Of course we don't hear from Nim himself, aside from various whoops and clapping noises, but if he could speak, I know that he would say, "Nim, hug, banana, play, banana." (3)


You'll Never Get Rich (William A. Seiter, 1941) - "Exciting loveliness and rhythm in a star-spangled army musical!", promises the tagline. Astaire's first film with his favourite movie dance partner, Rita Hayworth, is an ever-underrated trifle blessed with some astonishing hoofing. She said later that her two movies with Fred were the only "jewels" in her career, proper prestige productions that cleaned up at the box-office. He plays a dance director who gets entangled in philandering boss Robert Benchley's web of lies, jettisoning Hayworth's affections due to a misunderstanding over a diamond bracelet, but finds a way out of the frying pan thanks to the draft board, resulting in various in-the-Army-now shenanigans.

The story is silly and disjointed, and the humour is variable - one-joke comic relief Cliff Nazarro briefly becomes the star of the film to entirely tiresome ends - but there's a pleasingly irreverent tone, the leads are in peak form, and much of the dancing has to be seen to be believed. The two best routines are genuinely unusual, with Fred tapping explosively in a guard house to jazz and blues numbers played by an African-American group called the Four Tones. There's also a brief but brilliant rehearsal dance representing the stars' first collaboration on screen, a handful of lively propagandist numbers and a Latino-tinged routine set to Cole Porter's devastating So Near and Yet So Far. Hayworth is also one good-looking lady, but so might you be if you'd undergone a beautifying process that included having your hairline altered (I often wonder if that intensive programme of electrolysis led to her early-onset Alzheimer's).

In the back catalogue of cinema's greatest ever dancer, this isn't a classic to rank alongside Top Hat, Broadway Melody of 1940 or The Band Wagon, but it's still a joy to behold, the genuine care that went into it visible right from the clever, inventive credits sequence. "Exciting loveliness" indeed. (3.5)


Miss Pinkerton (Lloyd Bacon, 1932) - A static, muddled Old Dark House rehash that crams an awful lot of confusing plot and awkward pauses into its 65 minutes. If you want to see Joan Blondell dressed as a nurse, you won't be disappointed, and her bright, brassy performance does provide a sprinkle of Golden Age gold dust, but it's held captive in a slow and unsatisfying mystery given the usual perfunctory treatment by one of Warner's least creative directors. Bacon throws in a couple of Expressionistic shots he's lifted from Nosferatu, but does nothing to quicken the action or make the story clearer. George Brent's detective seems overly preoccupied with how handsome his number one suspect is. (2)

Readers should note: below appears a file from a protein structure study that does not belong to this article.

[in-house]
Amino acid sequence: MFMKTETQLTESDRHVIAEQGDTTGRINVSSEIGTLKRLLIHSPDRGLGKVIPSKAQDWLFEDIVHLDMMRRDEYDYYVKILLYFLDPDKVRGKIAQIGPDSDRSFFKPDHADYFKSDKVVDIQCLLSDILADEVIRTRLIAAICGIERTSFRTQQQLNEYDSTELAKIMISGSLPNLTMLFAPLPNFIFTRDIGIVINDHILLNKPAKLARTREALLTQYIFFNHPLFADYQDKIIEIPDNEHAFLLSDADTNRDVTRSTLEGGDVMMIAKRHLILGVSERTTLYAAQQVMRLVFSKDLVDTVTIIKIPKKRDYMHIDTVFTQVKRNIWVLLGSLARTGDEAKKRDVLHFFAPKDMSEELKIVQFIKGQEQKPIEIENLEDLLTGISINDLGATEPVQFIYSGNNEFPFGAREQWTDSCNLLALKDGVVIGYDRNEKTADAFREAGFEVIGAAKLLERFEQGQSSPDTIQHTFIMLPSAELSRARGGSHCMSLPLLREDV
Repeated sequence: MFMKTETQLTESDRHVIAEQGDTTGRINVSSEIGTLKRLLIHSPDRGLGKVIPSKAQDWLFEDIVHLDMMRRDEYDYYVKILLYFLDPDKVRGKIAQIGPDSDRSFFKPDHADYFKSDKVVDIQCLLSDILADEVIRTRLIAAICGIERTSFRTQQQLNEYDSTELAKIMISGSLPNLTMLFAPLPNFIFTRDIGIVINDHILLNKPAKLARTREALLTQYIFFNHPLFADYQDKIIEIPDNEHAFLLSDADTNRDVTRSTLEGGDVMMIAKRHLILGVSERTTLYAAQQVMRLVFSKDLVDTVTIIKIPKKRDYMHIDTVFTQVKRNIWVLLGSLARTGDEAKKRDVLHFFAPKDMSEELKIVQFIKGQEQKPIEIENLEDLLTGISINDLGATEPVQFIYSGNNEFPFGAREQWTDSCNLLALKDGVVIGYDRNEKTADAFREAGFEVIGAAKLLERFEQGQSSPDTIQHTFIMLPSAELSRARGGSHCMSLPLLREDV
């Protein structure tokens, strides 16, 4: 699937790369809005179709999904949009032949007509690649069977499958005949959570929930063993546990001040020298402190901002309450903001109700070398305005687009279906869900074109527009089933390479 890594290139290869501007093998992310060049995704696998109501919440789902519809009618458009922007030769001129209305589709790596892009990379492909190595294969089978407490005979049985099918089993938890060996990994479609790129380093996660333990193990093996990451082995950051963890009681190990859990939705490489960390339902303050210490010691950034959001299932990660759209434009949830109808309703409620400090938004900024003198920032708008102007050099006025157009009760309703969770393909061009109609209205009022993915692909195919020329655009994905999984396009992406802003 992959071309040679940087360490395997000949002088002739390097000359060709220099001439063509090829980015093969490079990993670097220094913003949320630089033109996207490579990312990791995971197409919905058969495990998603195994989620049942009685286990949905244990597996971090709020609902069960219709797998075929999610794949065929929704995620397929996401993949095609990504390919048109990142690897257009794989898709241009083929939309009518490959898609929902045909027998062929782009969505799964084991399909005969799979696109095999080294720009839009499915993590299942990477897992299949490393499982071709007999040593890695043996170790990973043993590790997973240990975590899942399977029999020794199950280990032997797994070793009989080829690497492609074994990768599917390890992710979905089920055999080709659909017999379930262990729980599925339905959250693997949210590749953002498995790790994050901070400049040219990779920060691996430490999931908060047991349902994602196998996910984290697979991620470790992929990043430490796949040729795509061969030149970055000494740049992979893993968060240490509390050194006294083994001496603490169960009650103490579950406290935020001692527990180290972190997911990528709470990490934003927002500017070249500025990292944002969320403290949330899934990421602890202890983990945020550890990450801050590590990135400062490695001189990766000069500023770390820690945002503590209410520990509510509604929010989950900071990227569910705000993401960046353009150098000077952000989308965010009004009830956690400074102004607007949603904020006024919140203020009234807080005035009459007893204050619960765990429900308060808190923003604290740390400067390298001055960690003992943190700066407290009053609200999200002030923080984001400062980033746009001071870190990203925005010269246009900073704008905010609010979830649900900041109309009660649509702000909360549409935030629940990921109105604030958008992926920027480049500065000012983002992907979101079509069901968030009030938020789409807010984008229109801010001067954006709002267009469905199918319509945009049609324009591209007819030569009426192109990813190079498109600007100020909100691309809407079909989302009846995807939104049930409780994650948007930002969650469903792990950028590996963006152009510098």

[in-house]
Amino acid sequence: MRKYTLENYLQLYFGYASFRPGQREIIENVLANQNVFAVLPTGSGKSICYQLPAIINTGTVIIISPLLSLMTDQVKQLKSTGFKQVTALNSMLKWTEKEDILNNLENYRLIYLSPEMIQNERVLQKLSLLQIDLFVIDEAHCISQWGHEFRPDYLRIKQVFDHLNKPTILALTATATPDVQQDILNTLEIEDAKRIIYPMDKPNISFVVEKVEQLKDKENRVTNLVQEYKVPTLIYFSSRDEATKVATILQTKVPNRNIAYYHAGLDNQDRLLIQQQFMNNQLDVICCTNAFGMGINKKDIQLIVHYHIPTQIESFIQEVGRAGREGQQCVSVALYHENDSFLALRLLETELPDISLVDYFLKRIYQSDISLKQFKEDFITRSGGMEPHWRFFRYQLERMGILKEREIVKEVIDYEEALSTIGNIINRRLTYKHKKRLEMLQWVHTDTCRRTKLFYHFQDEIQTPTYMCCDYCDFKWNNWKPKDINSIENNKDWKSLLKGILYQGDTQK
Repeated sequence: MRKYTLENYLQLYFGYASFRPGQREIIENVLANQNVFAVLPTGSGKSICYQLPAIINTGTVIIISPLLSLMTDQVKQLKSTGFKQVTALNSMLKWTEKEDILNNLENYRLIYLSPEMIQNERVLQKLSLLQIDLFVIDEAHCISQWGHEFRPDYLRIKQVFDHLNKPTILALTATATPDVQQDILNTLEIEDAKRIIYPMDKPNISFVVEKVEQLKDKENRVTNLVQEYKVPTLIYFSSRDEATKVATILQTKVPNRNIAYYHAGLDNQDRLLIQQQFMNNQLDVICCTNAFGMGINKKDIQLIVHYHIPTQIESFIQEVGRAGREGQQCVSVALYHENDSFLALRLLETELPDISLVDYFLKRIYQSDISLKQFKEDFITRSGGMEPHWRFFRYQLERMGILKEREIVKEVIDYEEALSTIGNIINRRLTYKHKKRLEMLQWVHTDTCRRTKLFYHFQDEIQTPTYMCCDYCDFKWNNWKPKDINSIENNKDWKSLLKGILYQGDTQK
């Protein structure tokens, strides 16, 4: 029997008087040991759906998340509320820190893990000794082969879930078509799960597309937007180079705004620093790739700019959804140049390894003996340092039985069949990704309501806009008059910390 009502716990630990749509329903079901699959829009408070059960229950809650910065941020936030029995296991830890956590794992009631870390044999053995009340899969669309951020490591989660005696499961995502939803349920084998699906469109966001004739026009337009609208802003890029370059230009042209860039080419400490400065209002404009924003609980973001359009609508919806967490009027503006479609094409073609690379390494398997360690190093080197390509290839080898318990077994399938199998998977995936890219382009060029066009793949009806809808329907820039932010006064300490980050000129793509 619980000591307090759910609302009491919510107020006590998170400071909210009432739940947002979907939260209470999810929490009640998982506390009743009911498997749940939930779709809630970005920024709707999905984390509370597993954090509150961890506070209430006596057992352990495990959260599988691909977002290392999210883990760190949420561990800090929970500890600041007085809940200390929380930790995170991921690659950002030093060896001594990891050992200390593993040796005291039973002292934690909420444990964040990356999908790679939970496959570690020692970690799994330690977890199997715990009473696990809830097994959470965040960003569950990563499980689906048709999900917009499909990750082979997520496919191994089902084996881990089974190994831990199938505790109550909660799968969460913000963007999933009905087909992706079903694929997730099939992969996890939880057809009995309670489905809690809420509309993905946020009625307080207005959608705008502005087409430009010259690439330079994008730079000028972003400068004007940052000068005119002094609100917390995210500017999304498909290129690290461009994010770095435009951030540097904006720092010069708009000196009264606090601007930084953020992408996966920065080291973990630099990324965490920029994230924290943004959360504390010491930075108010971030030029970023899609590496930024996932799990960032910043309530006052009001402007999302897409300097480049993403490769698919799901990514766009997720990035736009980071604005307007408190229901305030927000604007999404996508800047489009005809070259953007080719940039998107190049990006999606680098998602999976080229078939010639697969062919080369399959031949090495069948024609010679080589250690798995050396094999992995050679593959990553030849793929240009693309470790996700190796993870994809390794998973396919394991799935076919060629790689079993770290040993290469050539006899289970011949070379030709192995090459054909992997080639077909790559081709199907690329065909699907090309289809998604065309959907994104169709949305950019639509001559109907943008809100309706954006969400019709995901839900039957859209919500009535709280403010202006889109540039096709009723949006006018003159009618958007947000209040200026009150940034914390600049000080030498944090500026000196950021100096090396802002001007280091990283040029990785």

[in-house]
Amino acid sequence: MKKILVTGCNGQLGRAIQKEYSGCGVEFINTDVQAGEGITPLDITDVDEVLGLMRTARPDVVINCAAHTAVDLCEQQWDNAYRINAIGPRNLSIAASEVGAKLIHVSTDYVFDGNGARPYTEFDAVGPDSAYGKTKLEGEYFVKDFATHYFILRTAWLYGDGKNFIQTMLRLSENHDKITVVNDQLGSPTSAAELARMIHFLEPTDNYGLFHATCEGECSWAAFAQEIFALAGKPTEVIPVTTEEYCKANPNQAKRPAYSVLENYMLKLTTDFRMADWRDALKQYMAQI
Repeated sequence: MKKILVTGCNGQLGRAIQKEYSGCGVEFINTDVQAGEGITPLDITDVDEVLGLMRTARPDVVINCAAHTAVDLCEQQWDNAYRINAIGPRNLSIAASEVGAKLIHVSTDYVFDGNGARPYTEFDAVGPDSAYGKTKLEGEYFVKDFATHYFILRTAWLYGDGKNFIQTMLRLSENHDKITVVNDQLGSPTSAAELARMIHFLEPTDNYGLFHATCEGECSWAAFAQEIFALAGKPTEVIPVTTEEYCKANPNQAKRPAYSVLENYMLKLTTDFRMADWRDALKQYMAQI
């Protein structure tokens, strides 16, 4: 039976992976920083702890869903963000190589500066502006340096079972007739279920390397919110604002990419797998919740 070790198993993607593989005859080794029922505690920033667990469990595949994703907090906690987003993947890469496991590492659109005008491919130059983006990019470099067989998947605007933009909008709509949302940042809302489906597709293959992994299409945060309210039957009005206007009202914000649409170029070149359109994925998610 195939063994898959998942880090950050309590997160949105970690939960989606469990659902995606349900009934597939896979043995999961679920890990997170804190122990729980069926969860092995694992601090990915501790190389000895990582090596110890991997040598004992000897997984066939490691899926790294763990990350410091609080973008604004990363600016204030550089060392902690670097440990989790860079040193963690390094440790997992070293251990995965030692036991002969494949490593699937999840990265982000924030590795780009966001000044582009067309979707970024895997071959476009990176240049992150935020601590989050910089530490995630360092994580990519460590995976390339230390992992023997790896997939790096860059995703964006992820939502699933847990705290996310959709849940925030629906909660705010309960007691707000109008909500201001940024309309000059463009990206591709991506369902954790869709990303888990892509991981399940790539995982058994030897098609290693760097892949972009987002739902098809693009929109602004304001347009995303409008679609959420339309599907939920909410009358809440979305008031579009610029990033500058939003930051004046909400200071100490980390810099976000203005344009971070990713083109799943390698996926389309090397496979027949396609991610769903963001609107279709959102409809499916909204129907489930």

See also: This is in Vol 5 of the magnificent Forbidden Hollywood series, along with Hard to Handle.


And, of course, the rebranded ClintFest '13 (check out that upper-case 'F') has been continuing apace:

The Enforcer (James Fargo, 1976) - The third in the Dirty Barry series lands Clint with a female partner (Tyne Daly), who carries a fucking handbag everywhere and runs about one mile an hour (13.5 in her gym shorts, my arse). It's as deep as a puddle, as credible as a cartoon and as stupid as open day at Idiot World, but it's incredibly entertaining, building to a climax involving Alcatraz and a rocket-launcher. "Marvellous." (3)


Sudden Impact (Clint Eastwood, 1983)
- This unbelievably nasty fourth outing for Dirty Barry makes the original look like Dixon of Dock Green. San Francisco's growliest man is sent out to a small town after annoying the mob, where he ends up tangling with a rape victim (Sondra Locke) who's murdering her attackers one by one. The first half is like a compilation of 10 Dirty Barry movies, with only the bits where he crosses the line and then gets bawled out left in. The only recourse to excessive unpleasantness is the sickening rape scene, but that's probably as it should be. Clint's earlier vehicles tend to treat the subject (which turns up as a plot device with alarming regularity) far too lightly, even allowing his anti-hero in High Plains Drifter to rape someone and then joke about it. Here, the sequence is virtually unwatchable, which, even if the treatment is gothically sensationalist, seems a step forward. But there's absolutely no justification for flashing back to it a further four times in the film's second half. Presumably it's meant to hammer home to Clint's more neanderthalic fans that this time we're on the side of a murderer/rape victim/woman, but surely even they could remember back to when the film showed it half an hour ago.